Clinical studies, regulatory filings, and commercialization. Potential regulatory issues that could delay, suspend, or terminate clinical studies, regulatory approvals for sales, uncertain timeline costs, and the results of trials and the development of new products; our ability to plan, and manage cost reduction or operational efficiency initiatives; the scope and validity of intellectual property rights applicable to products being developed, additional cost or resources necessary to address these existing or potential claims, the procedures related to the safety and regulatory issues that could slow or suspend sales.

The rate of adoption of our systems and the rate of use of our catheters at customers that have purchased our systems; our ability to successfully manage our manufacturing and operating expenses; the scope and validity of intellectual property rights applicable to our products; competition from other companies; the effect of credit, financial and general economic conditions on capital spending by potential purchasers of our systems; additional cost and resources necessary to address existing and potential claims and proceedings related to the restatement of our financial statements; our ability to remediate material weakness in internal controls over financial reporting and other risks detailed in the Risk Factors section of our periodic SEC filings, including our quarterly report on Form 10-Q for the three months ended September 30, 2010 as filed with the SEC on November 9, 2010 of this year.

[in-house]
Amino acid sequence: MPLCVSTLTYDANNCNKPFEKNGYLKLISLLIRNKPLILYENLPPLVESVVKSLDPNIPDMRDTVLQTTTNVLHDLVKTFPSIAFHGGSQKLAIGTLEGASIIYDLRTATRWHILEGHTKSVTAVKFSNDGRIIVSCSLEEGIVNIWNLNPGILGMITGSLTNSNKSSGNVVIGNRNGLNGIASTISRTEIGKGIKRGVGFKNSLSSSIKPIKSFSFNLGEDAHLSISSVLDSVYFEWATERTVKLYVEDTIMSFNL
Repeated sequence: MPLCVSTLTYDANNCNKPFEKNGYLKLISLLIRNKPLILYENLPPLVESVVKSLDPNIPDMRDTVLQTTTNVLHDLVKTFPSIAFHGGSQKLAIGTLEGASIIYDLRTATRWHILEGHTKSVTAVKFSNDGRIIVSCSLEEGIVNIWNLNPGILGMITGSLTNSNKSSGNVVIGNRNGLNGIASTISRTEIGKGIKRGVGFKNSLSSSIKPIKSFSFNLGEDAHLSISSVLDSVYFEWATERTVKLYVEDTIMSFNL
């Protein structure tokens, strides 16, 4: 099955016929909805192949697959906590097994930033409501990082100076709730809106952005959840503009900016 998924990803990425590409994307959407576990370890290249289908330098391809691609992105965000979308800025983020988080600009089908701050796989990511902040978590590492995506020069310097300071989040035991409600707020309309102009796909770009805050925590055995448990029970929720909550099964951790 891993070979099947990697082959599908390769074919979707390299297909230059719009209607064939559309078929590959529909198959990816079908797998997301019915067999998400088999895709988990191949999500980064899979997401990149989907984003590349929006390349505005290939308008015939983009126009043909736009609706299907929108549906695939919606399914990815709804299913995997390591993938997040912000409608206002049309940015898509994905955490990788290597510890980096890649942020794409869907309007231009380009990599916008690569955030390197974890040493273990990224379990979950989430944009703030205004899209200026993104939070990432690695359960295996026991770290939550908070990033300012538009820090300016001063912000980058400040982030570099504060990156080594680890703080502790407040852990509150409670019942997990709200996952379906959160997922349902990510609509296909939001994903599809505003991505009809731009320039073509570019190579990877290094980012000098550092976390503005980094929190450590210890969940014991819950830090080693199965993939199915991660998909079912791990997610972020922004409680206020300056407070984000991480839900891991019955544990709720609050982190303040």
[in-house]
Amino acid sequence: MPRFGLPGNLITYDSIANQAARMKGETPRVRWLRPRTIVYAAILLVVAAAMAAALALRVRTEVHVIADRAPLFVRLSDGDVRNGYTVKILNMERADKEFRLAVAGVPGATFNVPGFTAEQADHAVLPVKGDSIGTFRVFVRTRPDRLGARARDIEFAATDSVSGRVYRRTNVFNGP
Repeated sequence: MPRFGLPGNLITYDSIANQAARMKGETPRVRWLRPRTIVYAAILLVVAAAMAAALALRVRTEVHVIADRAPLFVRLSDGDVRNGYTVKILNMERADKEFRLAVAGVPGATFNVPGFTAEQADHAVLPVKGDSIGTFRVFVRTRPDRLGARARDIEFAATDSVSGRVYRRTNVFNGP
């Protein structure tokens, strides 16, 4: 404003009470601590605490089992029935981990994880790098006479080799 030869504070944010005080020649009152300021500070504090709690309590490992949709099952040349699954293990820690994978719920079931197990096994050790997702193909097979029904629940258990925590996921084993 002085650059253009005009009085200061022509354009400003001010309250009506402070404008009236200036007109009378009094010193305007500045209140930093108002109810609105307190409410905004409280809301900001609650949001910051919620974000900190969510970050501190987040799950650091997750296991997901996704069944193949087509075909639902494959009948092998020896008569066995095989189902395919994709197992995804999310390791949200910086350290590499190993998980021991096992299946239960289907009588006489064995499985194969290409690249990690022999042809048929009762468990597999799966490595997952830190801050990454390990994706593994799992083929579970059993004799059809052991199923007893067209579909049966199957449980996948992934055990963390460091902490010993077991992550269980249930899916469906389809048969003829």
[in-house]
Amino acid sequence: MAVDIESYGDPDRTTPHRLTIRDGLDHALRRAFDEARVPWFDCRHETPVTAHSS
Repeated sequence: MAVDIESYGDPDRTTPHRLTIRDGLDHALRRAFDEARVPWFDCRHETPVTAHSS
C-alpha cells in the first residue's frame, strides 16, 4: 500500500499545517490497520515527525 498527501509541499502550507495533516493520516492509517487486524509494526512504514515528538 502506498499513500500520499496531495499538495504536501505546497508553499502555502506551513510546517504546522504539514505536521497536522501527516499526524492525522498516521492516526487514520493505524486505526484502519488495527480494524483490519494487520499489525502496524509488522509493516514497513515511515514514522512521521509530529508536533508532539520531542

Given these uncertainties, you should not place undue reliance on the forward looking statements made during this call. We undertake no obligation to revise or update information herein to reflect events or circumstances in the future even if new information becomes available.

With that, it’s now my pleasure to turn the call over to Hansen Medical’s President and CEO, Bruce Barclay. Good afternoon, Bruce.

Bruce Barclay